Would you agree to say that most of the world – as there are still countries where homosexuality is penalised – has changed a big deal since 1975 in terms of sexual discrimination?
“Yes many nations have evolved – but this is not enough by any measure. I am blessed to have been able to make Māori Queer works since I was young. Yet many of us are still silenced by a hetero normality that expects us to be ‘nice’. My Queer culture is as unique as my Takatāpui (Māori LGBTIQ+) culture.”
Don’t you believe that hiding behind who we think we should be for others’ approval is a societal issue beyond your sexual condition? Beginning at home at an early age expecting our own parents approval in any subject; we would pretend whatever needed in order to please them? Do you as the Director relate to this?
“I totally relate to this – and it’s the same as women in film, People Of Colour, etc. we still have to gain investors who sadly tend to be conservative in nature – and of course expect us to fit into ‘their’ concept of what should be on screen and what shouldn’t.”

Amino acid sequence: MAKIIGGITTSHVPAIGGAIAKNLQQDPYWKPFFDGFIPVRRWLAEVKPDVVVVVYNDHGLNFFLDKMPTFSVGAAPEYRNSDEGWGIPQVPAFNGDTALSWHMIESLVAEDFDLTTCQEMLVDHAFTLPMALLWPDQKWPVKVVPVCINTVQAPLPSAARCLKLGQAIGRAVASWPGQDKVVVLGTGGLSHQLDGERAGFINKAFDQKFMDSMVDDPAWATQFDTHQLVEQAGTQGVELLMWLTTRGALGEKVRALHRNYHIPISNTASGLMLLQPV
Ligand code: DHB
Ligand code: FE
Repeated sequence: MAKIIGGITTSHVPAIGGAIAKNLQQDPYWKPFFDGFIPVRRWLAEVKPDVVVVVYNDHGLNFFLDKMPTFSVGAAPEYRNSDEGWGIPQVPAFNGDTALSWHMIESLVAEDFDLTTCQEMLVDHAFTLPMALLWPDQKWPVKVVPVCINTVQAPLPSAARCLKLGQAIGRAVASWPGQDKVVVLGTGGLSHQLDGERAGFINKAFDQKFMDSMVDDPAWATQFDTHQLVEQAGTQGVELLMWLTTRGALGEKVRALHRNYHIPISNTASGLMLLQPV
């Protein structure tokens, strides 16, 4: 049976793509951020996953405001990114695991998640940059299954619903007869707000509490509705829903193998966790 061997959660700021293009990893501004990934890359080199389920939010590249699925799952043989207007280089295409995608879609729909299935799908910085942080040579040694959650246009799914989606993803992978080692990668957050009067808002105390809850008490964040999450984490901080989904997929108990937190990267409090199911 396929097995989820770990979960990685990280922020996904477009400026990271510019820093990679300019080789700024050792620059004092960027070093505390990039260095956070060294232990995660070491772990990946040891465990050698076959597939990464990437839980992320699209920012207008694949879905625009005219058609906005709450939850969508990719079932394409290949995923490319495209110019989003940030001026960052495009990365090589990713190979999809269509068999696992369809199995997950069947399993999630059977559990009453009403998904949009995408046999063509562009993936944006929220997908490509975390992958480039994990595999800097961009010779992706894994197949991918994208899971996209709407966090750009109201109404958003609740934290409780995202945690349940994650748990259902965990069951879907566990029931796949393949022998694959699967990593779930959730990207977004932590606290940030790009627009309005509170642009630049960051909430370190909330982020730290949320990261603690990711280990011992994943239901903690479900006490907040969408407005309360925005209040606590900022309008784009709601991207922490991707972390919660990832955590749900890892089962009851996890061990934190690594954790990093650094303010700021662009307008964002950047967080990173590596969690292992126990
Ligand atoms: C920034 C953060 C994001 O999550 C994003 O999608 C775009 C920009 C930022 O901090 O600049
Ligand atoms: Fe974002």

You stated: “Gurl is not a victim”, Could you expand on that?
“In GURL’s world Māori, Sex Workers, Drag Queens choose their profession; warriors of darkness – in that they stood under lamplight corners bold and brazen. We are who we are, and ‘we aren’t your bitches.’
Fun Fact: The city of Wellington in NZ, late 1960s-early 1970s had the largest publicly visible Trans community on the planet. TV appearances, public cafes, night clubs and even public office had Trans running these places – and all very publicly.
We are always interested in the writing of an original score. Is it written beforehand, along with the filmmaking or once finished?
“I hear sounds, see movement as I write scripts for both stage and film. Demos were recorded beforehand and then once the film was complete, I went into the studio with around 30 musicians, cast and vocalists to record the tracks ‘tempo and mood’ against the picture. I LOVE the soundtrack it’s so vital in a musical.”